Next, Austin discusses the various options for a Christian theology of violence. Here he discusses pacifism and just war theory, noting some of the major proponents of these views in the history of Christian thought. Pacifists generally eschew the use of violence and killing. Just war theorists affirm the justifiable use of violence and even killing, but they advocate a variety of delimiting criteria which must be met in order for violent actions to be morally acceptable. Rather than opting for one of these approaches, Austin advocates what he regards as a third option, which he calls “peace building.” Peace building, says Austin, “allows for violence only as a last resort and includes a very strong preference for nonviolence” (66). This is a curious distinction, since standard versions of just war theory explicitly recognize the exhausting of all peaceful alternatives as a necessary condition for justified violence. So, despite Austin’s suggestion that his view is an alternative to just war theory, it is actually a version of this view which places a particularly strong presumption in favor of non-violence.
Later in chapter 4, Austin discusses the appropriateness of congregants carrying firearms in corporate church worship services. It is a fascinating discussion of alternative perspectives which leads to a discussion in chapter 5 (“The Bible and a Gun”) of a variety of biblical arguments that have been made to justify the use of firearms as a means of self-defense (specifically, 1 Tim. 5:8; Heb. 10:32-34; and Luke 22:35-38). Austin concludes (rightly, I believe) that each of these biblical arguments is problematic, and he wisely comments at the end of the chapter that “many Christians seem to espouse views that are more reflective of one of the kingdoms of this world than of the kingdom of Jesus” (106).
In chapter 6 (“Christ, Character and a Colt-45”) Austin inquires into whether Jesus Christ would carry a gun. Austin concludes that he would not. Moreover, he maintains that “when [Jesus] told Peter to put the sword away, Jesus was disarming every Christian. . . . They should lay down their lives, dying, not killing, in the name of Christ” (109). Austin’s argument is that such a posture of non-violence and even self-sacrifice is not only more reflective of Christ but is also a better fit for the development of other Christian virtues, including empathy and compassion. In this chapter, Austin wrestles with the challenge of the appropriateness of using guns in self-defense. He grants that this might sometimes be appropriate. But he concludes with this probing question which seems aimed at those who make the self-defense argument for the use of firearms: “Are we trusting in guns for things that we should be relying on God to grant us?” (119). This is challenging, to be sure. However, Austin avoids a likewise challenging counter: Should such reliance on God even extend to refusing to use guns to defend others (such as our own children) whose lives are being threatened? Just as in international contexts the duty to defend the innocent presents the greatest challenge to anti-war pacifism (e.g. defending Europe against the Nazis in WWII), the duty to protect the innocent and powerless in personal contexts presents the strongest challenge to personal pacifism. Presumably, this is one reason why Austin rejects outright pacifism.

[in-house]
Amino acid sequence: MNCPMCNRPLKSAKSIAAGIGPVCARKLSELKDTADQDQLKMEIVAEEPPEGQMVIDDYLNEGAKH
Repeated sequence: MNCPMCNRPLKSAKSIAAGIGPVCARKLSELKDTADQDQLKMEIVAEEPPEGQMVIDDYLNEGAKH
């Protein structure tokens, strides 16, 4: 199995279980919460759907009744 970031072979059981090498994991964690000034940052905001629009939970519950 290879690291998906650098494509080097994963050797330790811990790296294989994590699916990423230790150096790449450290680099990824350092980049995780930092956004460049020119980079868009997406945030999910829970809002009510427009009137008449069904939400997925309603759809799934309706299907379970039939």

In the book’s final chapter, “More Than Thoughts and Prayers,” Austin provides an extensive list of practical legal steps for dealing with our nation’s gun violence problem. These include universal background checks, restrictions regarding who can purchase a firearm, a federal “red flag” law, repealing “stand-your-ground” laws, a federal gun safety course, a ban on high-capacity magazines, and the exploration of assorted technological means of preventing the usability of stolen guns (e.g., the Bison Fingerprint Trigger Lock). Each of these proposals deserves extensive study, of course, but even this brief discussion is helpful. Austin concludes the book with a discussion of some relevant moral-theological considerations, appropriately reminding us that the more fundamental problem underlying gun violence is the human heart.
Michael Austin is to be commended for this much-needed work, which addresses one of the more divisive and complex issues of our time. He admirably strives for balance throughout the book and only occasionally fails in this aim (e.g. in his characterization “Christian nationalism” and his assessment of the anti-tyranny argument for gun rights). As is typical of Austin’s published works, his thinking is clear, organized, and insightful. I recommend this book to anyone who is interested in working out a theologically informed stance on gun rights and the problem of gun violence.